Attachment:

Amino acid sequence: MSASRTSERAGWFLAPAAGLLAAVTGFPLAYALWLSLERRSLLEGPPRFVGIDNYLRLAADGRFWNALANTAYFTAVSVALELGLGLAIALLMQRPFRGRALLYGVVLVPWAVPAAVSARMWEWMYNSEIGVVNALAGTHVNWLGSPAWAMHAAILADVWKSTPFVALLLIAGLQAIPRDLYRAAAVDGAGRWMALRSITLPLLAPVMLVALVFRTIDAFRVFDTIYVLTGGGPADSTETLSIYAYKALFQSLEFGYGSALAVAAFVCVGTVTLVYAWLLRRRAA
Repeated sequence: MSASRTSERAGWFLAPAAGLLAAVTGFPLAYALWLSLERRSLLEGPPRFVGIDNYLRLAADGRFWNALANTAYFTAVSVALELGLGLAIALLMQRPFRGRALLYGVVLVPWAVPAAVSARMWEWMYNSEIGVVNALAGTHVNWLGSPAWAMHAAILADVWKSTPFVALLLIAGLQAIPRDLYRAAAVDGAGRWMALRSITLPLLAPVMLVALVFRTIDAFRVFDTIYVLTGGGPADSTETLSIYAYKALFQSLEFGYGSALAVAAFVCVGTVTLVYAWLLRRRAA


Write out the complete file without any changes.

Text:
Amino acid sequence: MSASRTSERAGWFLAPAAGLLAAVTGFPLAYALWLSLERRSLLEGPPRFVGIDNYLRLAADGRFWNALANTAYFTAVSVALELGLGLAIALLMQRPFRGRALLYGVVLVPWAVPAAVSARMWEWMYNSEIGVVNALAGTHVNWLGSPAWAMHAAILADVWKSTPFVALLLIAGLQAIPRDLYRAAAVDGAGRWMALRSITLPLLAPVMLVALVFRTIDAFRVFDTIYVLTGGGPADSTETLSIYAYKALFQSLEFGYGSALAVAAFVCVGTVTLVYAWLLRRRAA
Repeated sequence: MSASRTSERAGWFLAPAAGLLAAVTGFPLAYALWLSLERRSLLEGPPRFVGIDNYLRLAADGRFWNALANTAYFTAVSVALELGLGLAIALLMQRPFRGRALLYGVVLVPWAVPAAVSARMWEWMYNSEIGVVNALAGTHVNWLGSPAWAMHAAILADVWKSTPFVALLLIAGLQAIPRDLYRAAAVDGAGRWMALRSITLPLLAPVMLVALVFRTIDAFRVFDTIYVLTGGGPADSTETLSIYAYKALFQSLEFGYGSALAVAAFVCVGTVTLVYAWLLRRRAA